“When he and his wife went out to a restaurant for supper, after the meal, when it was time to leave, he would make a point of going to the restaurant’s kitchen and thanking the cooks for a delicious meal,” Ragland said. “I can’t remember a time when he didn’t do that.

“After church on Sunday, my family would often go directly to the Koontz home, and find Arthur and Mazie sitting side-by-side in their rocking chairs on the porch. When I got out of the car and within ear shot, he smiled a big smile, reached out his arms for me, and said, ‘Hello, Big Topper [his nickname for me]. Come up here and sit on my lap.’ That loving gesture made me feel like a million bucks!”

Koontz also impacted the direction Ragland took in life.

“When I was a senior in college, Arthur (I called him ‘Granddaddy’) asked me what I was going to do after graduation,” he said. “When I told him I had no specific plans, he said, ‘A legal education never hurt anyone.’ That casual comment gave me some much-needed direction. So, I enrolled in the Washington & Lee School of Law, had a wonderful experience there, and eventually ended up becoming a partner in the largest law firm in North Carolina, where I worked until retirement. Had Arthur not given me that encouragement and support, who knows what I would have done with myself?”

Koontz continues to impact the lives of college students. His scholarship has been awarded nearly every year since it was established, including this year.

Koontz died of a heart attack in 1968. Ragland said his grandfather, due to the age difference, did not have much impact on his ideas toward philanthropy, and his parents, children of the Great Depression, placed more emphasis on saving.

“Personally, however, I believe in giving to those organizations that benefitted me,” he said. “I began making annual gifts to my law school soon after graduating.”

Ragland said he believes his grandfather and great-grandfather would tell current Marshall students to take the opportunity to broaden their minds, would say something like:

“There are many things you could be doing with your life right now. Of all those options, you have chosen to be a student at Marshall University. As such, you have the opportunity to learn about lots of different subjects, to increase your understanding of the past and the present, to interact with students from dissimilar backgrounds and, in general, to broaden your mind. Take advantage of this opportunity. Apply yourself. Do your best. You will never regret it. We wish you well.”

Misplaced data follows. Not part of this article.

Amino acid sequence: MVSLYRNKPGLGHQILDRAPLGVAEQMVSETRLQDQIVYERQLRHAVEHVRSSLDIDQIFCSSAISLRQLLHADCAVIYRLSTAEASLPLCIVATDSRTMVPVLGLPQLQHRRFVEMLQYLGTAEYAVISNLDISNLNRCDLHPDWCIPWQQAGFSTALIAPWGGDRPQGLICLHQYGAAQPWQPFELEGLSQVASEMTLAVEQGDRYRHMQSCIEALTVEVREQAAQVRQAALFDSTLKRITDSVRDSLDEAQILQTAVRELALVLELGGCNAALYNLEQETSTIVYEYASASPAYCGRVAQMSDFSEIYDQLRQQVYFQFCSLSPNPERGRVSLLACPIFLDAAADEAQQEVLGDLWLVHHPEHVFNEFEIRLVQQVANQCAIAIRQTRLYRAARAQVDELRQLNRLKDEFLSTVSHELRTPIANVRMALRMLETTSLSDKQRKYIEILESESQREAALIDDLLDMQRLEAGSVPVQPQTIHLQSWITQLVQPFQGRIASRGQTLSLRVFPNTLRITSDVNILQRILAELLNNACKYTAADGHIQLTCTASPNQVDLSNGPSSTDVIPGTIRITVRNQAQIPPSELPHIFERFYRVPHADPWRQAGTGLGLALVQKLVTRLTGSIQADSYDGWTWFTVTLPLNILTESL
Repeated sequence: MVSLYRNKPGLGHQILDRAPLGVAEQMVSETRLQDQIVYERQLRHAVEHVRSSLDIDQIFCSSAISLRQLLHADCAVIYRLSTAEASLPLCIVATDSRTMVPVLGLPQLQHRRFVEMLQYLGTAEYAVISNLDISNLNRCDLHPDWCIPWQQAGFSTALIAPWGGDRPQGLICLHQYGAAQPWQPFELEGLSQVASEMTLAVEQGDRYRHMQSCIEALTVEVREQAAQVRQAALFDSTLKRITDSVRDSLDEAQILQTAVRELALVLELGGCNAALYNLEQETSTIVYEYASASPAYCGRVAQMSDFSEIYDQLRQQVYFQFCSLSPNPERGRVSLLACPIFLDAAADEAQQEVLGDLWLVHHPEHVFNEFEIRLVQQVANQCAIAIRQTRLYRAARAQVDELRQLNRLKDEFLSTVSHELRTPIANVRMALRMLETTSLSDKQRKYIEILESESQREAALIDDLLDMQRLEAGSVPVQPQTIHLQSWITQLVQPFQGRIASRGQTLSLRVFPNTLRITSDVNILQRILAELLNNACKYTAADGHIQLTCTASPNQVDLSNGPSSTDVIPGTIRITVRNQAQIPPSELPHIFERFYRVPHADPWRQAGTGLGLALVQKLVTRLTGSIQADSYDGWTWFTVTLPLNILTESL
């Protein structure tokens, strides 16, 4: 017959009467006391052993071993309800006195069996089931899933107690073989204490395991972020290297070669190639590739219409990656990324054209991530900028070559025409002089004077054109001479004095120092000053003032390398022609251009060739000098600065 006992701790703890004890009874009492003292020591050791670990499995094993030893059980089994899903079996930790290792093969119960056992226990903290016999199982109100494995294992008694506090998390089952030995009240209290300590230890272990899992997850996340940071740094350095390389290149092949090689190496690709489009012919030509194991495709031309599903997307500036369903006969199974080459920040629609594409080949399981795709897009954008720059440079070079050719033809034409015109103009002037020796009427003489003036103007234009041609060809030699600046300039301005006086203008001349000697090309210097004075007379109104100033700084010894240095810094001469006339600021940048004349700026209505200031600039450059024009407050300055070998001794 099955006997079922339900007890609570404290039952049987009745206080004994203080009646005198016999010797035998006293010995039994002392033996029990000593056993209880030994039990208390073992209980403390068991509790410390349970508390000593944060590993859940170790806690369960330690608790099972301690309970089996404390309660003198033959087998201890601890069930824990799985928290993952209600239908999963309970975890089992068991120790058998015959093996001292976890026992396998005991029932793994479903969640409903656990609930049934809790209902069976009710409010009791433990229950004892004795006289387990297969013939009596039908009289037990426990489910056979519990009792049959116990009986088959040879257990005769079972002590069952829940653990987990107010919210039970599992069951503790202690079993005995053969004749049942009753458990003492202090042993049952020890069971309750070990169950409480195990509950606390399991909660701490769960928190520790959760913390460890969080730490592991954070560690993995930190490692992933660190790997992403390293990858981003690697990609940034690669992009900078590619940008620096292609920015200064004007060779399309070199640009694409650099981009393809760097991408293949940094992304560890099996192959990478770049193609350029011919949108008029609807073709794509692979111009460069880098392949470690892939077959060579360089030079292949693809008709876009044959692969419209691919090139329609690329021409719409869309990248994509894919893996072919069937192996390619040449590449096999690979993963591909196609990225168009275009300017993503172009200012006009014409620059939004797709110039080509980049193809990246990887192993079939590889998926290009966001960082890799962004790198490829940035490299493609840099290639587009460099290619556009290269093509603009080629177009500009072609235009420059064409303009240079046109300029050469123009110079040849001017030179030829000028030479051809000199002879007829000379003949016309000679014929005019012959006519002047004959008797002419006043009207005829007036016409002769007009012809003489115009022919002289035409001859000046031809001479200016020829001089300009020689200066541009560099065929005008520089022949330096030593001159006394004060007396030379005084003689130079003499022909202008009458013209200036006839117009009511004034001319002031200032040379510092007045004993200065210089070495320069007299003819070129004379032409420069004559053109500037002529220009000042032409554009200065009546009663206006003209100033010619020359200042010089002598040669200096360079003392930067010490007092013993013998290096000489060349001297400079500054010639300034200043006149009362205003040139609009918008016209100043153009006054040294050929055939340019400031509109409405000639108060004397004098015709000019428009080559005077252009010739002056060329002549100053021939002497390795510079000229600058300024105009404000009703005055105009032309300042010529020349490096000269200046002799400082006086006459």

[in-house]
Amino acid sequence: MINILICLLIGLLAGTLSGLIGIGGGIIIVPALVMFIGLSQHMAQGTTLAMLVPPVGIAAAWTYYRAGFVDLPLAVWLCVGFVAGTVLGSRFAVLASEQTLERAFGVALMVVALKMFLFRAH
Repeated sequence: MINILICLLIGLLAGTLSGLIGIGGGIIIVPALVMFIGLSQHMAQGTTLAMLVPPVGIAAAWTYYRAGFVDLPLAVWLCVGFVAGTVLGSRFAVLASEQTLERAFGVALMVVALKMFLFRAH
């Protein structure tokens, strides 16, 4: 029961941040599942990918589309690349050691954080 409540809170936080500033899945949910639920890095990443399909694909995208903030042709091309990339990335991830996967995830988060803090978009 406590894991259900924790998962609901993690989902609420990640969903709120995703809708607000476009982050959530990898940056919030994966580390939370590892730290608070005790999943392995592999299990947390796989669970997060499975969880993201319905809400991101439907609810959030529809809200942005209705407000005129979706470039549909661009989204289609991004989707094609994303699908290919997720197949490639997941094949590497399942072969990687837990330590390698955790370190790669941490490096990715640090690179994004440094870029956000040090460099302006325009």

During his tenure as president of Marshall University, Dr. Jerome A. Gilbert made it a priority to increase scholarship aid for the student body in the face of rising education costs, and thanks to the Marshall Rises campaign, scholarship aid has increased 44 percent over the last five years with 500 more students receiving aid annually.

Part of the increase has been thanks to the hard work by the university’s Office of Student Financial Assistance, which launched a brand-new way for students to apply for private scholarships through an online portal. Launched in January of 2020, the portal reduces the amount of time it takes both students and staff to find and apply for applicable scholarships.

“We were trying to find scholarships for students by looking at each individual guidelines for each scholarship,” said Tara Hensley, senior financial aid counselor. “And then we didn’t really have something set up to where we could view a GPA or ACT score or the major they’re in or anything like that. We just had to search. It was countless hours.”

Financial aid staff said before the portal, there were upwards of 400 private scholarships that each required an application. Students could search most of the scholarships online at the financial aid site and college and department staff would work to pair students with appropriate scholarships, but awarding all available funding was still too big a task for the financial aid office.